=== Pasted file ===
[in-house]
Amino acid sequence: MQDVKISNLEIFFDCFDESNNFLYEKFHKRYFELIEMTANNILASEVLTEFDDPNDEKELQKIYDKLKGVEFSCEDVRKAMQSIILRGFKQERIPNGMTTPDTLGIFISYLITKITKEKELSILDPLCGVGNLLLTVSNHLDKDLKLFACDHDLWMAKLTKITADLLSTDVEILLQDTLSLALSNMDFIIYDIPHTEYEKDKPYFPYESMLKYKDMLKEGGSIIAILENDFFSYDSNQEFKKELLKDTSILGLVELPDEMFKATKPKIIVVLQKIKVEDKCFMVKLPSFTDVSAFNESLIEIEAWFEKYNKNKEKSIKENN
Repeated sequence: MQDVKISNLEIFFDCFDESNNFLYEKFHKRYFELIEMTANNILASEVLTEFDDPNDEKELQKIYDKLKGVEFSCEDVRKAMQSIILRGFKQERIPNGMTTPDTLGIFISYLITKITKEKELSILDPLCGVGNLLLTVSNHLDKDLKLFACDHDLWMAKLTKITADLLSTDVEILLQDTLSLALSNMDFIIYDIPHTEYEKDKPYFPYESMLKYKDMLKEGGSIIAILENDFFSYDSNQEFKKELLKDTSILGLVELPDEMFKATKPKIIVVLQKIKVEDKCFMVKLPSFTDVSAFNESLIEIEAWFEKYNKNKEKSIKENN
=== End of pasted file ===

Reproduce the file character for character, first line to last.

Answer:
[in-house]
Amino acid sequence: MQDVKISNLEIFFDCFDESNNFLYEKFHKRYFELIEMTANNILASEVLTEFDDPNDEKELQKIYDKLKGVEFSCEDVRKAMQSIILRGFKQERIPNGMTTPDTLGIFISYLITKITKEKELSILDPLCGVGNLLLTVSNHLDKDLKLFACDHDLWMAKLTKITADLLSTDVEILLQDTLSLALSNMDFIIYDIPHTEYEKDKPYFPYESMLKYKDMLKEGGSIIAILENDFFSYDSNQEFKKELLKDTSILGLVELPDEMFKATKPKIIVVLQKIKVEDKCFMVKLPSFTDVSAFNESLIEIEAWFEKYNKNKEKSIKENN
Repeated sequence: MQDVKISNLEIFFDCFDESNNFLYEKFHKRYFELIEMTANNILASEVLTEFDDPNDEKELQKIYDKLKGVEFSCEDVRKAMQSIILRGFKQERIPNGMTTPDTLGIFISYLITKITKEKELSILDPLCGVGNLLLTVSNHLDKDLKLFACDHDLWMAKLTKITADLLSTDVEILLQDTLSLALSNMDFIIYDIPHTEYEKDKPYFPYESMLKYKDMLKEGGSIIAILENDFFSYDSNQEFKKELLKDTSILGLVELPDEMFKATKPKIIVVLQKIKVEDKCFMVKLPSFTDVSAFNESLIEIEAWFEKYNKNKEKSIKENN